While many people enjoy the occasional cookie or bowl of ice cream, too much of a good thing can be bad for your health. This is especially true when it comes to foods and beverages high in sugar. People who regularly consume sugar are at a higher risk for developing tooth decay and other oral health conditions. Fortunately, you can avoid the drawbacks of sugary treats by understanding how it harms your dental health and how to minimize the effects of sugary foods and drinks.
How Does Sugar Affect Dental Health?
Contrary to popular belief, sugar is not directly responsible for harming your oral health. Instead, it’s the process that occurs after you’ve consumed sugar that damages the teeth and gums.
The mouth contains hundreds of different species of bacteria, some beneficial to oral health and others harmful. When you consume sugar, the harmful bacterium in the mouth uses the sugar to produce acids that strip minerals from tooth enamel.
Consumption of sugar can also lower the pH levels in the mouth, making the environment even more acidic. As acids are created and pH levels plummet, erosions or small holes can develop in the teeth that can ultimately lead to cavities.
In addition to increasing your risk of developing cavities, sugar also attracts bad bacteria that can cause gingivitis and gum disease. If left untreated, gingivitis can advance to a more serious condition known as periodontitis.
The bacteria associated with this condition can spread through the body, invading connective tissue, joints, and organs, such as the liver, kidneys, and lungs. In some instances, gum disease can even result in coronary artery disease.
What Types of Food Contain Sugars?
While most people are aware of the high amounts of sugar in items like candies and sodas, other types of food and beverages can also be high in sugar. In fact, you might not even realize that many of the foods you eat contain hidden sugars.
For example, natural sugars can be found in foods like maple syrup, honey, and molasses. When reviewing the ingredient lists on the foods you buy, watch for hidden offenders like maltose, fructose, dextrose, corn syrup, and evaporated cane juice.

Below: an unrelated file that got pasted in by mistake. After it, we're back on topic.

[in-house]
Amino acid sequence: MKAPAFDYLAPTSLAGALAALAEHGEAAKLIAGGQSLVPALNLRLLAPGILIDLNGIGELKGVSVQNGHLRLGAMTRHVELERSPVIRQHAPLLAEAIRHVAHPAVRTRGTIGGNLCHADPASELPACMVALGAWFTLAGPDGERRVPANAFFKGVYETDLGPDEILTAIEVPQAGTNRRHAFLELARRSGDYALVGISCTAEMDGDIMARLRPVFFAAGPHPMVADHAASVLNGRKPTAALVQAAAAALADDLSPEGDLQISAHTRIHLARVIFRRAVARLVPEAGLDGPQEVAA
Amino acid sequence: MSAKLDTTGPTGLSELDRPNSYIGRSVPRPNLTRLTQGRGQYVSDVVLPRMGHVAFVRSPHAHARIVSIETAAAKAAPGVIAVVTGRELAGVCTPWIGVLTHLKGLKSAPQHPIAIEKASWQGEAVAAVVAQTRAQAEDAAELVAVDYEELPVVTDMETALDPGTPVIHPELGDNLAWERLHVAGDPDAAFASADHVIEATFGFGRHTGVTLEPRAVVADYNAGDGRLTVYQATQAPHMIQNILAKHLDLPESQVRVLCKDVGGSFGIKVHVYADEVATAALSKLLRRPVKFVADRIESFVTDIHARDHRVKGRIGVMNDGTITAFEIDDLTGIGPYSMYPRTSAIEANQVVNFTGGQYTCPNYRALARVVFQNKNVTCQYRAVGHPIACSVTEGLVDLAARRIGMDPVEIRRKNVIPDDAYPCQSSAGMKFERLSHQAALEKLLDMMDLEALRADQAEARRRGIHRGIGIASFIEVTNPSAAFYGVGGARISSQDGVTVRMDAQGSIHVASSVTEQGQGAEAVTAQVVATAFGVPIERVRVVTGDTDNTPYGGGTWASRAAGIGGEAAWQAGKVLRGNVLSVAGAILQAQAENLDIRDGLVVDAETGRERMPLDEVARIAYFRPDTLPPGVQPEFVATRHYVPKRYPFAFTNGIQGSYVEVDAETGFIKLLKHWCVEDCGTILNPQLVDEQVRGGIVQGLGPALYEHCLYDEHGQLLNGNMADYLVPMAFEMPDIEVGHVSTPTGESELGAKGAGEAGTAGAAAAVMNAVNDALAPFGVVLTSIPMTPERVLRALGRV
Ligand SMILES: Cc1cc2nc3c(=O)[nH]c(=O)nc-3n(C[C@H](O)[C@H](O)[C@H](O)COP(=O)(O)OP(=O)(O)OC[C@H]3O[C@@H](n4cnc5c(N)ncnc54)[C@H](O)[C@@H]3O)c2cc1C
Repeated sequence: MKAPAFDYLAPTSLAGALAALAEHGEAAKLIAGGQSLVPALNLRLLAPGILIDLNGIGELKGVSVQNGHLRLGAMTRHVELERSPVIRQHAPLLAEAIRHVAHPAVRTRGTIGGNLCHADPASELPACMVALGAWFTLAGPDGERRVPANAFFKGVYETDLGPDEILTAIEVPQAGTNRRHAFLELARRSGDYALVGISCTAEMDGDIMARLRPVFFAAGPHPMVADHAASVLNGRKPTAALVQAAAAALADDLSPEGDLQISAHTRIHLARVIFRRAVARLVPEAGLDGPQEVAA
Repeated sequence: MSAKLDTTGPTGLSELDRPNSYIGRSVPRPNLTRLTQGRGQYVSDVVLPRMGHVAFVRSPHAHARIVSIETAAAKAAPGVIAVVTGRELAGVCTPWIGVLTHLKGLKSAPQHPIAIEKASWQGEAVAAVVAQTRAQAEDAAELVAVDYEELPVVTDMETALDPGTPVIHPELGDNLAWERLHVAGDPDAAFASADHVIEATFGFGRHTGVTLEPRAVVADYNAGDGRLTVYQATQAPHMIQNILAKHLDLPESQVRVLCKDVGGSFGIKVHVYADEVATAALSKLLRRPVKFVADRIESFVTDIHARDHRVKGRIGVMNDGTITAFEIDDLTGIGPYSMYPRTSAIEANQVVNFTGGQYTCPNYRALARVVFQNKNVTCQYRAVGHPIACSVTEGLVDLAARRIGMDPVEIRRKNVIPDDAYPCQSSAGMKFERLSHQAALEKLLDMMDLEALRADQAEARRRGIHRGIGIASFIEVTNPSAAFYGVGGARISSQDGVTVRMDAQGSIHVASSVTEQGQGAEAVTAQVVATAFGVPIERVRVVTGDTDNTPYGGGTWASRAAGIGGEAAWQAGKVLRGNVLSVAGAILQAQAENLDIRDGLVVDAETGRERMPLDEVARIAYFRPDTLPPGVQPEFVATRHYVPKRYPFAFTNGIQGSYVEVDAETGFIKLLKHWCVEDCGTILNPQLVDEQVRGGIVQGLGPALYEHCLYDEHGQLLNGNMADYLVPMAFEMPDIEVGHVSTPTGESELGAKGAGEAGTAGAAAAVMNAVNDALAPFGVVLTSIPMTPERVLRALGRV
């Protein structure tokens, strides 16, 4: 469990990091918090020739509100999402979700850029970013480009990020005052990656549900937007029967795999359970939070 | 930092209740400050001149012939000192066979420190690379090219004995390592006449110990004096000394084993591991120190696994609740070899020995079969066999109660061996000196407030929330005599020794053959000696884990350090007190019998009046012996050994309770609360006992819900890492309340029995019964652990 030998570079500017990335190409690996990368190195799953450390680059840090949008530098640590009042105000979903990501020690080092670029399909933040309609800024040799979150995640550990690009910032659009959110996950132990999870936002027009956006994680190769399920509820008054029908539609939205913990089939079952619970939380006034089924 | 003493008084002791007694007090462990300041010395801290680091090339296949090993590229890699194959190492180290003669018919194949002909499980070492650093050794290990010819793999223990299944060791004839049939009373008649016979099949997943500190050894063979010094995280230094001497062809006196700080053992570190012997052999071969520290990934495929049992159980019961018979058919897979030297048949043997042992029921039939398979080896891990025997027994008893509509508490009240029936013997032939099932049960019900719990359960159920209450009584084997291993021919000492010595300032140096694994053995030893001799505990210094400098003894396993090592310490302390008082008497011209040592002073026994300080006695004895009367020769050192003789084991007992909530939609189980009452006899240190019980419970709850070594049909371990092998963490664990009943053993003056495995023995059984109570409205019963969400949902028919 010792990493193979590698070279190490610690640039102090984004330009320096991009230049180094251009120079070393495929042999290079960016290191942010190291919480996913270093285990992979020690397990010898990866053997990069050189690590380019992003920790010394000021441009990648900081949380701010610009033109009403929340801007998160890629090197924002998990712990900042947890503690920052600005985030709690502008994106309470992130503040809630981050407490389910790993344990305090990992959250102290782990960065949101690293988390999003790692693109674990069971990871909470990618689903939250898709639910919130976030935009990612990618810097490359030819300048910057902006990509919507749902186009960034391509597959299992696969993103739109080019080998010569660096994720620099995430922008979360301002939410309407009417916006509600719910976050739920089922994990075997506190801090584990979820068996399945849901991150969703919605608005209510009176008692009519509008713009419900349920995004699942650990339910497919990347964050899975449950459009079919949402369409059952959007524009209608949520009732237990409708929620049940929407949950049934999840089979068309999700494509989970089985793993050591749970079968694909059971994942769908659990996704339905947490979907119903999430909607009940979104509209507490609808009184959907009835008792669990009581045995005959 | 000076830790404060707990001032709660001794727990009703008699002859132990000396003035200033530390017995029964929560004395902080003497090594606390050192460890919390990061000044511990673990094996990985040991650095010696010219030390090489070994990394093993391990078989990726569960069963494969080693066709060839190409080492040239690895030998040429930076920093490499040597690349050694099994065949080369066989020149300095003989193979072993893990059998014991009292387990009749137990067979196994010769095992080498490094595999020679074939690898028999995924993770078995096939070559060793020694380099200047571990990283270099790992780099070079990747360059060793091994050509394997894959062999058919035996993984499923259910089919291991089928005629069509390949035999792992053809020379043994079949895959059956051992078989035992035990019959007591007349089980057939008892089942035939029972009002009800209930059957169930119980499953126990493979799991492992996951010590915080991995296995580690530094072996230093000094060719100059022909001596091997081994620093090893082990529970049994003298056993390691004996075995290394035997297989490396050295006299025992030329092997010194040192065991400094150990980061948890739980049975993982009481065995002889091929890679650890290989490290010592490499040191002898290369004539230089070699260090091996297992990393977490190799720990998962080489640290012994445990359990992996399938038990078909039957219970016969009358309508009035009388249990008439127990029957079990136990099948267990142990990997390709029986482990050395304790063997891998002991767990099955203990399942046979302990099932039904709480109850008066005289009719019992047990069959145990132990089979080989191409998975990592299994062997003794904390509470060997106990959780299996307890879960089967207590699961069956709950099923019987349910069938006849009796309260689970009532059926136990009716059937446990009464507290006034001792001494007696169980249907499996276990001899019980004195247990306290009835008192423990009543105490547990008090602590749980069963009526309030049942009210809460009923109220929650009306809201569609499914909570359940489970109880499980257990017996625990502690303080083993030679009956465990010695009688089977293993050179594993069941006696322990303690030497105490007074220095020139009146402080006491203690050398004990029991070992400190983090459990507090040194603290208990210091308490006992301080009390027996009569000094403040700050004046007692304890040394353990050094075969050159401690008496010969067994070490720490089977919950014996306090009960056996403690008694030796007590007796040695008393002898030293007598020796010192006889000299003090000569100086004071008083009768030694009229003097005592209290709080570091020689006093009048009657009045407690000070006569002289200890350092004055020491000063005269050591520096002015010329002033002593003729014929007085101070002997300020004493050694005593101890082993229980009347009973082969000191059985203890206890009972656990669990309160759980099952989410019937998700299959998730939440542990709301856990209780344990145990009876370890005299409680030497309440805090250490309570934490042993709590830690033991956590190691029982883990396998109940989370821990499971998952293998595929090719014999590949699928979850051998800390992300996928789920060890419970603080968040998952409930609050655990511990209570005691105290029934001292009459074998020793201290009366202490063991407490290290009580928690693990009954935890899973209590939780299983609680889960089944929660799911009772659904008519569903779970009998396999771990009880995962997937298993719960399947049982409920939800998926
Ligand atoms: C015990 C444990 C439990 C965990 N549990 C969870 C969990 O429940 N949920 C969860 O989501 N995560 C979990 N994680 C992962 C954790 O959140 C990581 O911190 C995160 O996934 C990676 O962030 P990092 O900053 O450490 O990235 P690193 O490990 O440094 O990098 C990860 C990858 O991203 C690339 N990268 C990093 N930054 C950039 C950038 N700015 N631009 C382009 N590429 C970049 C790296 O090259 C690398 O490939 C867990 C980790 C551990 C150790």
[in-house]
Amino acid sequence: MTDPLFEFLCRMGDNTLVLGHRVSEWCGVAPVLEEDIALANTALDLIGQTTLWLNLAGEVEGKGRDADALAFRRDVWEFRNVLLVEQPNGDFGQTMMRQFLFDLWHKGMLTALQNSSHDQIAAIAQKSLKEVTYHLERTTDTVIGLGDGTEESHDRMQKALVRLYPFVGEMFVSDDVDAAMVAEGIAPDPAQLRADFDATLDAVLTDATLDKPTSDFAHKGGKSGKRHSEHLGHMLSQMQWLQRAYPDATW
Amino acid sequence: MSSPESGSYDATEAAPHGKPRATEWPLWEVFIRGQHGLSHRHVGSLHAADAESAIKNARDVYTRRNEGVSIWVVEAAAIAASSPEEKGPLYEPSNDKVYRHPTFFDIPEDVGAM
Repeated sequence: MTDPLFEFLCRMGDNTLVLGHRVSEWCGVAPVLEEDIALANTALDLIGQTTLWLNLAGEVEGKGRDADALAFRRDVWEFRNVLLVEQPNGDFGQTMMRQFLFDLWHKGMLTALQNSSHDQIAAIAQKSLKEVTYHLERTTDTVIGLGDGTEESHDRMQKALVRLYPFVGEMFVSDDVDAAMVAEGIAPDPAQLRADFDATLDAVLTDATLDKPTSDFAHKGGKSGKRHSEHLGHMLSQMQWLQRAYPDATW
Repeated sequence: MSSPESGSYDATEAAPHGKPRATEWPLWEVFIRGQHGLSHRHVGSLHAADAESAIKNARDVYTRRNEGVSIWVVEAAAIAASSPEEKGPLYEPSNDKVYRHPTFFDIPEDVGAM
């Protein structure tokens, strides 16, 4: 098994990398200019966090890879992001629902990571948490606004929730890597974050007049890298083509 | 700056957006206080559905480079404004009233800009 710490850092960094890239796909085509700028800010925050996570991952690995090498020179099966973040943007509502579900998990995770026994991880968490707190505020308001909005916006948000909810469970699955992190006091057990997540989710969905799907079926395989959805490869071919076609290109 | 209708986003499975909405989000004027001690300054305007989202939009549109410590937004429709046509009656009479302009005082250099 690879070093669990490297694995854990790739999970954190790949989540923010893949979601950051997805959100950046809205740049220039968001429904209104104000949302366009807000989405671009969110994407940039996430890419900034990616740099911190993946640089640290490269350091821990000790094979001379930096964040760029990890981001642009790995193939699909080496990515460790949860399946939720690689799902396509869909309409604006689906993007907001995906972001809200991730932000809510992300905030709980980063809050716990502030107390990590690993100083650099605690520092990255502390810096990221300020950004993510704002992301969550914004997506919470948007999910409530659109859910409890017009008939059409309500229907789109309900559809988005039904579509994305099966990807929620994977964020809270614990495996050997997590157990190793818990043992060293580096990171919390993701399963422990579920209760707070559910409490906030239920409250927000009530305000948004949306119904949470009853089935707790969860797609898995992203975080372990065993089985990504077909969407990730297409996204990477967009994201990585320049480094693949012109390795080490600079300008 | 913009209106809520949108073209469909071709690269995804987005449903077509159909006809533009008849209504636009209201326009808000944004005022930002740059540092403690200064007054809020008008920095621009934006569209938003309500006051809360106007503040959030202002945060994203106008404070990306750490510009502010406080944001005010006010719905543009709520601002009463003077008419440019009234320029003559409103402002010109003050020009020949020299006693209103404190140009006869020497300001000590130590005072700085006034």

How to Reduce the Effects of Sugar on Oral Health
Untreated tooth decay is the most prevalent condition in the world, affecting over 2.5 billion people, according to Frontiers in Oral Health Journal. Excess sugar consumption is a leading cause of cavities and other oral diseases. While it may not be possible to completely cut out all sugars from your diet, there are things you can do to reduce your exposure to harmful sugars.
- Limit your daily consumption of sugar.
- Drink water after eating or drinking sugar to help neutralize the acids in the mouth.
- Chew sugar-free gum to reduce inflammation and your risk of tooth decay.
- Brush your teeth after eating or drinking sugary foods or beverages.
- Floss regularly to remove harmful bacteria and plaque buildup.
- Reduce your carbohydrate intake as carbs turn into sugar in the mouth.
- Avoid sugary, sticky foods that can stick to the teeth, such as candies.
- Use fluoride toothpaste to help strengthen your enamel.
There are also other things you can do to help minimize your exposure to harmful sugars, such as choosing healthier alternatives. Eat a balanced and nutritious diet that contains fruits, vegetables, whole grains, protein, and low-fat dairy. When choosing snacks, opt for healthy choices like peanut butter, cheese, and yogurt.
When shopping for food, carefully check the labels for “hidden” sugars. Whenever possible, substitute water for other beverages that may contain sugar, such as fruit juices and soda. It’s also best to limit snacking in between meals to avoid long-term exposure to the teeth from sugar.
Schedule an Appointment with Hancock Village Dental
At Hancock Village Dental, our team of experienced dental professionals works hard to meet your unique oral health needs, whether you need a routine cleaning, require a restoration, or wish to fix a cosmetic flaw. Contact our dentist in Clermont today to learn more about our services or to schedule an appointment.